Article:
This project aims to develop a Resilience Action Plan with and for the Tarnagulla community.

  • Project dates: 2018–2020


Project summary

The plan will identify ways in which the Tarnagulla community might enhance their resilience to a changing climate and develop adaptive capacities at the individual, family and community levels.

The project will work to develop the community’s first Resilience Action Plan (that will be reviewed after 5 years) by working with the Tarnagulla community to understand and document their strengths and challenges; make connections with appropriate organisations aimed at strengthening community resilience and well-being; and co-develop their own, community-based ‘Resilience Action Plan’. It will use ideas from EMV’s community-based disaster planning, as well as broader ideas from resilience and climate change adaptation thinking.

The concept resilience broadly refers to the coping capacity, adaptability and renewal of society, system or area facing uncertainties. Since its introduction in disaster management literature in 1970s, the concept has broadened from post-disaster recovery to pre-disaster preparation for future hazards (Handmer & Dovers 1996; IFRC, 2004; Walker & Salt 2006) and from narrow to socio-ecological systems’ perspective. Resilience concept has been used in many disciplines – engineering, psychology, disasters, ecology, social etc. Due to a proliferation of use of the term, ‘resilience’ has also made it highly contentious. The long-standing use and increasing recognition of the term means that resilience concept will most likely continue in use. Hence, a number of scholars (e.g. Cascio, 2009; Seville, 2008; Smit & Wandel, 2006) have proposed giving answers to questions regarding, resilience – of what, to what, when and for whom, if the SES resilience concept were to have any practical significance?

In this project, resilience is interpreted in following manner:

  • of what – community, from a socio-ecological systems’ perspective, that is, interaction between natural and human system at the scale of Tarnagulla
  • to what – future uncertainties (hazards such as fire, water scarcity, floods, diminishing employment opportunities, ageing population requiring care, increasing rate of unoccupied houses, increasing cost of fuel)
  • when – continuously (pre-disaster preparedness)
  • for whom – Tarnagulla community


Project background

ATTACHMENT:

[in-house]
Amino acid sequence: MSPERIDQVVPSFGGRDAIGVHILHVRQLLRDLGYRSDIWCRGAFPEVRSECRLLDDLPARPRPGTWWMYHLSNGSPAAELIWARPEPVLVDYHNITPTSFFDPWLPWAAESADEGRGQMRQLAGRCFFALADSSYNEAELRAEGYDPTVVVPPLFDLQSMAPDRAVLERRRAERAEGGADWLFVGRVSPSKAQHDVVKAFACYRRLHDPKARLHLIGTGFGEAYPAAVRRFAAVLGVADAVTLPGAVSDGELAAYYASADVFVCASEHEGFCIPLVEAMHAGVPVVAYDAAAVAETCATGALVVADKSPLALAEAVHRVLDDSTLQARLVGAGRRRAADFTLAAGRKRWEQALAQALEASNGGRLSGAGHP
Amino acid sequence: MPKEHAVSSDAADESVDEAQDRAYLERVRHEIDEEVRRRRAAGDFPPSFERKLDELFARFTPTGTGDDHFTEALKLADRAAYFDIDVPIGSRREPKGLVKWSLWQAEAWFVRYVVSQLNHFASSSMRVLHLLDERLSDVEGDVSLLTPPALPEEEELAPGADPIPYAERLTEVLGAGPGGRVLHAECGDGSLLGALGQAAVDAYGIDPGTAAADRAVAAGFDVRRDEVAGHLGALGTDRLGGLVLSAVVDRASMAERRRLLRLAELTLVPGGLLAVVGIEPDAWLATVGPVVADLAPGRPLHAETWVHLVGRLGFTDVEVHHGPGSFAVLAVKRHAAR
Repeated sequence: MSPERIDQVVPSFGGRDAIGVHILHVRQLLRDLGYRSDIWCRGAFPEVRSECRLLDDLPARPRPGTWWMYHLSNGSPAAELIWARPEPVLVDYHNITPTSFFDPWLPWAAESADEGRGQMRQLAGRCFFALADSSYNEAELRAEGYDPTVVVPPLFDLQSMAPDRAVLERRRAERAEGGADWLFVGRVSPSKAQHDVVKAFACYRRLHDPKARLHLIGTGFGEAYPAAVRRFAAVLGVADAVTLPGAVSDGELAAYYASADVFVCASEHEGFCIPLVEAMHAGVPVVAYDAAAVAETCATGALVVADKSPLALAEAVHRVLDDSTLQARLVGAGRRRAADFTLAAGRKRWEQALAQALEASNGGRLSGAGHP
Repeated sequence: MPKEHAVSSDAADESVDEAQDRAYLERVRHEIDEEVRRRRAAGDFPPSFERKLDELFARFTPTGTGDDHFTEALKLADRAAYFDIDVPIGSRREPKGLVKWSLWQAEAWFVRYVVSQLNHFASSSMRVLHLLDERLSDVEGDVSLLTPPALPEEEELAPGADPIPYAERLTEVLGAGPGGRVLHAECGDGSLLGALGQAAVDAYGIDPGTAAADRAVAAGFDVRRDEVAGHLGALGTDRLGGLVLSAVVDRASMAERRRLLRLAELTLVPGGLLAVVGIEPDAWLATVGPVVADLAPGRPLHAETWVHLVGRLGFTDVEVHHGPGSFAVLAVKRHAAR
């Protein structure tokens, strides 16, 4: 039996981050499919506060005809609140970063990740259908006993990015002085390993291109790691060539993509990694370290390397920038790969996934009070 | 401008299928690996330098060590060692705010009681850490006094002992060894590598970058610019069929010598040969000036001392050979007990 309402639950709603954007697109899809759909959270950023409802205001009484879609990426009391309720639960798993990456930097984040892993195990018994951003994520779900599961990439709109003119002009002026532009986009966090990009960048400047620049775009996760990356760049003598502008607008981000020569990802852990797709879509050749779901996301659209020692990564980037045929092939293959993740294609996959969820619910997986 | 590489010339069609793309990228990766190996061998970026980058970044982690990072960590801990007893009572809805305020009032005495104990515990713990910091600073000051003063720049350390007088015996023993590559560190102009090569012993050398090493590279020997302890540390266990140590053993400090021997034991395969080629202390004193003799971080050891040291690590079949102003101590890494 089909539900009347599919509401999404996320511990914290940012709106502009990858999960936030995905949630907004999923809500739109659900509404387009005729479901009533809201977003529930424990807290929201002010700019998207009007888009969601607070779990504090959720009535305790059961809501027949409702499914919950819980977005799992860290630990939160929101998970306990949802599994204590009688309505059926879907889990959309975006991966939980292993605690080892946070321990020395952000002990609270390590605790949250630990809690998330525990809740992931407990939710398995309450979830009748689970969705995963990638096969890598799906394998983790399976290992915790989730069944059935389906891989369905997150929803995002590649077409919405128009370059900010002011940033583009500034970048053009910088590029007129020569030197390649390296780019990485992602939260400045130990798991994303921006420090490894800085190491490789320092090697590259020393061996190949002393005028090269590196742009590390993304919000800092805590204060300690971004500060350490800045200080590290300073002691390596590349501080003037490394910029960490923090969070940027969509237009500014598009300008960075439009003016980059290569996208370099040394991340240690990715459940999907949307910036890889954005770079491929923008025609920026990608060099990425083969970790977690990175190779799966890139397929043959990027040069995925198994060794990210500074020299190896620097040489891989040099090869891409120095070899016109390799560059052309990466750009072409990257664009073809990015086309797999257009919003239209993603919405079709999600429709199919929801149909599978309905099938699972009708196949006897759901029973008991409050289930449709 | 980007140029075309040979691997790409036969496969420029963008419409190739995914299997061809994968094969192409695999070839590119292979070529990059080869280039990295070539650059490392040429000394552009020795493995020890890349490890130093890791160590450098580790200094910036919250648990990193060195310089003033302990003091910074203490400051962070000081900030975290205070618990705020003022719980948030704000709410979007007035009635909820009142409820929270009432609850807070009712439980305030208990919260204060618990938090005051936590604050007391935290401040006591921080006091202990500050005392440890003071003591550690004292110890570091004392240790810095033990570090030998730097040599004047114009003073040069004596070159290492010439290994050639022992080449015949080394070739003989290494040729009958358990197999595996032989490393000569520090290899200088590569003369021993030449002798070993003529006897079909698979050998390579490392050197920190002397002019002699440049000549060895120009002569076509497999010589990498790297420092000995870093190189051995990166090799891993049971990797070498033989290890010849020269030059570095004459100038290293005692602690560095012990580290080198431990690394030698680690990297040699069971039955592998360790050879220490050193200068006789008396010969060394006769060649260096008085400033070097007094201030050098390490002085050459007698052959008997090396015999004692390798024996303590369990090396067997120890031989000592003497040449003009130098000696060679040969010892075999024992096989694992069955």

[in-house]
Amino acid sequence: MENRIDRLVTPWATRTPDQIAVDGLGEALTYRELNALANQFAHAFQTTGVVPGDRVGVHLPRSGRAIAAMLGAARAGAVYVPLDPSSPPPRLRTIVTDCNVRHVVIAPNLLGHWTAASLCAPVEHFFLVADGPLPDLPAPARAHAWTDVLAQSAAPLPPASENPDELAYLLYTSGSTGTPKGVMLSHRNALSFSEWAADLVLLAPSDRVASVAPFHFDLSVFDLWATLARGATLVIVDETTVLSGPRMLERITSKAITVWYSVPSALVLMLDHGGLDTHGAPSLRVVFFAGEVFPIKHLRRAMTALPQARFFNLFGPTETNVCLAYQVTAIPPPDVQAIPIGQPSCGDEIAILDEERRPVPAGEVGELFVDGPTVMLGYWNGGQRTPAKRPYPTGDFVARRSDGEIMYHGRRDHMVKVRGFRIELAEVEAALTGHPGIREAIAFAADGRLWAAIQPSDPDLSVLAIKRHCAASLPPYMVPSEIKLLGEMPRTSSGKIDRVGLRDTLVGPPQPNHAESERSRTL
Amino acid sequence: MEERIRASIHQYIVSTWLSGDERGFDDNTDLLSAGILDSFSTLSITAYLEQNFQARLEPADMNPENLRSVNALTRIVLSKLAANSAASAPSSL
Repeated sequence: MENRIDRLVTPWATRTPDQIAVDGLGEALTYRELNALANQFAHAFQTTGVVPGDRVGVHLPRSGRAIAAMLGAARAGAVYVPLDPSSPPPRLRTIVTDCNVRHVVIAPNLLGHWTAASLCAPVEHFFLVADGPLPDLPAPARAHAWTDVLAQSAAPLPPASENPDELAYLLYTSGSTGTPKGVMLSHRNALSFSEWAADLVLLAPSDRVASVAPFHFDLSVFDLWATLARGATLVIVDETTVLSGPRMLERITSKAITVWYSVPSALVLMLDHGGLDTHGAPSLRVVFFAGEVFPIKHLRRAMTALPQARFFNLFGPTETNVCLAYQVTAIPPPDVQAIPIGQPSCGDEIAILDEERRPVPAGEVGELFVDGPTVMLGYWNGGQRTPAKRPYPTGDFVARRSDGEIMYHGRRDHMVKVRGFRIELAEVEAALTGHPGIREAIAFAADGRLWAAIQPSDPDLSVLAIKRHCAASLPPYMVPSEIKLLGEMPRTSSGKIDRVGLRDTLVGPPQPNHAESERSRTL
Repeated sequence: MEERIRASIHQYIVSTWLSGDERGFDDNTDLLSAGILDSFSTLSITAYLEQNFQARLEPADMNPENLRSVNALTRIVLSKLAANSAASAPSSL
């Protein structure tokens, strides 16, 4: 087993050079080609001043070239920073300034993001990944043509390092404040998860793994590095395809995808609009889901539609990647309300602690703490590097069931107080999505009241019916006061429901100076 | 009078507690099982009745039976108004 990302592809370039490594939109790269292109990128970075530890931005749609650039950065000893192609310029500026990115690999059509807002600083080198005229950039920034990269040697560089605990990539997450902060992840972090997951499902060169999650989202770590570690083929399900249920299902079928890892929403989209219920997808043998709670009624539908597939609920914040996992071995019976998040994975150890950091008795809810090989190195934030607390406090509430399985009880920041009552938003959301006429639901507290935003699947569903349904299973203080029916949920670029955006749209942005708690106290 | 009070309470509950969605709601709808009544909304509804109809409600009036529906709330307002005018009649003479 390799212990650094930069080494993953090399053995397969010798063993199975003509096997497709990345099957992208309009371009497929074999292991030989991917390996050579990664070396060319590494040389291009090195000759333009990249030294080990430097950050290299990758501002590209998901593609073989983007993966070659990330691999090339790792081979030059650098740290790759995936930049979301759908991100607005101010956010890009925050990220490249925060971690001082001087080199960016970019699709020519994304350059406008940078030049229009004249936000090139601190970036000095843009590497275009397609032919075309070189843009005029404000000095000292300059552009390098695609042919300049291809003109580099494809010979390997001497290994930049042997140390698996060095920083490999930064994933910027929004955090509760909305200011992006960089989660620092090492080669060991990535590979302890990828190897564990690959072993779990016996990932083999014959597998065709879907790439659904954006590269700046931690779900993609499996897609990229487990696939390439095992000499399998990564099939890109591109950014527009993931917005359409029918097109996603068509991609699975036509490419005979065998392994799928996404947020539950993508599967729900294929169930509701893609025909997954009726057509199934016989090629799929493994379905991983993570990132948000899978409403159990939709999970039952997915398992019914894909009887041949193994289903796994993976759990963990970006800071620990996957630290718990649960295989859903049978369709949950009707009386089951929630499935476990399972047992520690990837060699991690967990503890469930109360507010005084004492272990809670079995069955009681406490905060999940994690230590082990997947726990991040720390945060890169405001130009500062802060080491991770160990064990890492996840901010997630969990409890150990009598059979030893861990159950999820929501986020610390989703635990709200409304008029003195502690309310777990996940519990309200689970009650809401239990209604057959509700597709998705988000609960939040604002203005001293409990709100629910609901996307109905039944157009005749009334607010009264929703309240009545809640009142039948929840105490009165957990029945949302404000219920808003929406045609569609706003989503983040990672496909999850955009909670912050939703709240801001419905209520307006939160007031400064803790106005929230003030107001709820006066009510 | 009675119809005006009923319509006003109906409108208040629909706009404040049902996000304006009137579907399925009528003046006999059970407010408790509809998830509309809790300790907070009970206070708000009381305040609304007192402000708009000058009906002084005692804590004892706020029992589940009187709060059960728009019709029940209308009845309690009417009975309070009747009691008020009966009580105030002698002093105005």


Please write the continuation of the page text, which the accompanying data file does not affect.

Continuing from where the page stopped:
Tarnagulla faces challenges relating to a shrinking population, an older age demographic, power outages, and remoteness of people from regional centres with few business and work opportunities, and a risk of fire due to being surrounded by forests. There could be challenges in an event, due to lack of adequate public transportation, remoteness of people and lack of local medical facilities. Apart from the risk of bushfires, the town has also witnessed occasional flooding, storms and drought. Water scarcity poses real risk to the local economy reliant on farming. Climate change is only going to increase the frequency and intensity of such extreme events (storms, intense rainfall) (IPCC 2014).

According to the Australian Academy of Science’s climate scenario projections, the number of ‘very high’ and above fire danger rated days are expected to double by 2050. Such climatic changes can trigger unknown changes in ecosystems, agriculture and human settlements, which can have significant consequences for human wellbeing.

Many governments and emergency management organisations recognise that the future environment, in which we will be living, will be different from today and the responses to operating in that environment cannot necessarily be extrapolated from past experiences. Rather, new approaches need to be explored. This project tries to do exactly that – find ways to identify possible future scenarios and pose solutions that are relevant.

In this project, the Tarnagulla community wants to develop a Resilience Action Plan ‘by the community, for the community’. Their aim is to proactively (not reactively) and continually build their own resilience by deploying a strengths-based or an asset-based community development (ABCD) approach. Through an ABCD approach, the community will find ways to renew their existing assets (such as support networks) and build capacities to adapt to the new paradigm. Throughout the process of the study and developing a plan there will be scope for mitigation as well as adaptation solutions.

They want to be prepared for a future emergency in terms of where to go, who to contact and what necessary steps to put in place. Community connection, happiness and wellbeing underlies Tarnagulla’s vision for their “resilience”; this kind of ‘social capital’ is something the literature and international best practice repeatedly shows is crucial.

Tarnagulla community would like to increase their overall systems resilience by investigating issues related to their town and tailoring appropriate action.

Image by Linda Jungwirth

Key People

Lead researchers

Dr Mittul Vahanvati

Dr Mittul Vahanvati

Convener of Climate Change Transformations Program

Related Content

Research Programs

Research Programs

Climate Change Transformations

Engaging with society’s climate change challenges

News & Blog

CUR Stories

Meet the women helping to improve how we live in cities and with nature

05 March 2020

As our cities evolve, so too should our approach to building and planning our urban habitats. Here, six RMIT urban researchers share how their work is shaping how we live in our cities and with nature.

CUR Stories

Meet Mittul Vahanvati: Expert in housing and community resilience

23 May 2019

The homes we live in, and the homes we’re building, are not what we need in a changing climate. Dr Mittul Vahanvati explains what this means and what we need to change to support climate resilience in Australia.